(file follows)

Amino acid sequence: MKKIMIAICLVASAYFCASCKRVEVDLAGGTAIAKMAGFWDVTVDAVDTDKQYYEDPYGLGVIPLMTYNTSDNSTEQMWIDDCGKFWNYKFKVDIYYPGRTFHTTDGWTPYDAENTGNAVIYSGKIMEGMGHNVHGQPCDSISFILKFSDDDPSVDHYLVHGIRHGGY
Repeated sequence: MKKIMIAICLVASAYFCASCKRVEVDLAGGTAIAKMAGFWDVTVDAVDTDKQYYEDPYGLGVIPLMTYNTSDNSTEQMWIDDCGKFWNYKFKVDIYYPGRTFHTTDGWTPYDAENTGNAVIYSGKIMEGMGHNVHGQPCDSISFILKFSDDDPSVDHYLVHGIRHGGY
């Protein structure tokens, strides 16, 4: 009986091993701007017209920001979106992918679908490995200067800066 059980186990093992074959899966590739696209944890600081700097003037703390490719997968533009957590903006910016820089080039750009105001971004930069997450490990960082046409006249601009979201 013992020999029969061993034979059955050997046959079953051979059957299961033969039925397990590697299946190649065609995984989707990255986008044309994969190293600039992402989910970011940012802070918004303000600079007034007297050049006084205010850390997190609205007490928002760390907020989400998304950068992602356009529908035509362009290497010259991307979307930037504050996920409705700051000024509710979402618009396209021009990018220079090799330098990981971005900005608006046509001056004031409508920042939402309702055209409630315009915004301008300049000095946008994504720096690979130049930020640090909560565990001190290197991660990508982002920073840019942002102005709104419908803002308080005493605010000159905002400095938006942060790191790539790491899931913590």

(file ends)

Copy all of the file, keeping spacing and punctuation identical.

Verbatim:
Amino acid sequence: MKKIMIAICLVASAYFCASCKRVEVDLAGGTAIAKMAGFWDVTVDAVDTDKQYYEDPYGLGVIPLMTYNTSDNSTEQMWIDDCGKFWNYKFKVDIYYPGRTFHTTDGWTPYDAENTGNAVIYSGKIMEGMGHNVHGQPCDSISFILKFSDDDPSVDHYLVHGIRHGGY
Repeated sequence: MKKIMIAICLVASAYFCASCKRVEVDLAGGTAIAKMAGFWDVTVDAVDTDKQYYEDPYGLGVIPLMTYNTSDNSTEQMWIDDCGKFWNYKFKVDIYYPGRTFHTTDGWTPYDAENTGNAVIYSGKIMEGMGHNVHGQPCDSISFILKFSDDDPSVDHYLVHGIRHGGY
């Protein structure tokens, strides 16, 4: 009986091993701007017209920001979106992918679908490995200067800066 059980186990093992074959899966590739696209944890600081700097003037703390490719997968533009957590903006910016820089080039750009105001971004930069997450490990960082046409006249601009979201 013992020999029969061993034979059955050997046959079953051979059957299961033969039925397990590697299946190649065609995984989707990255986008044309994969190293600039992402989910970011940012802070918004303000600079007034007297050049006084205010850390997190609205007490928002760390907020989400998304950068992602356009529908035509362009290497010259991307979307930037504050996920409705700051000024509710979402618009396209021009990018220079090799330098990981971005900005608006046509001056004031409508920042939402309702055209409630315009915004301008300049000095946008994504720096690979130049930020640090909560565990001190290197991660990508982002920073840019942002102005709104419908803002308080005493605010000159905002400095938006942060790191790539790491899931913590």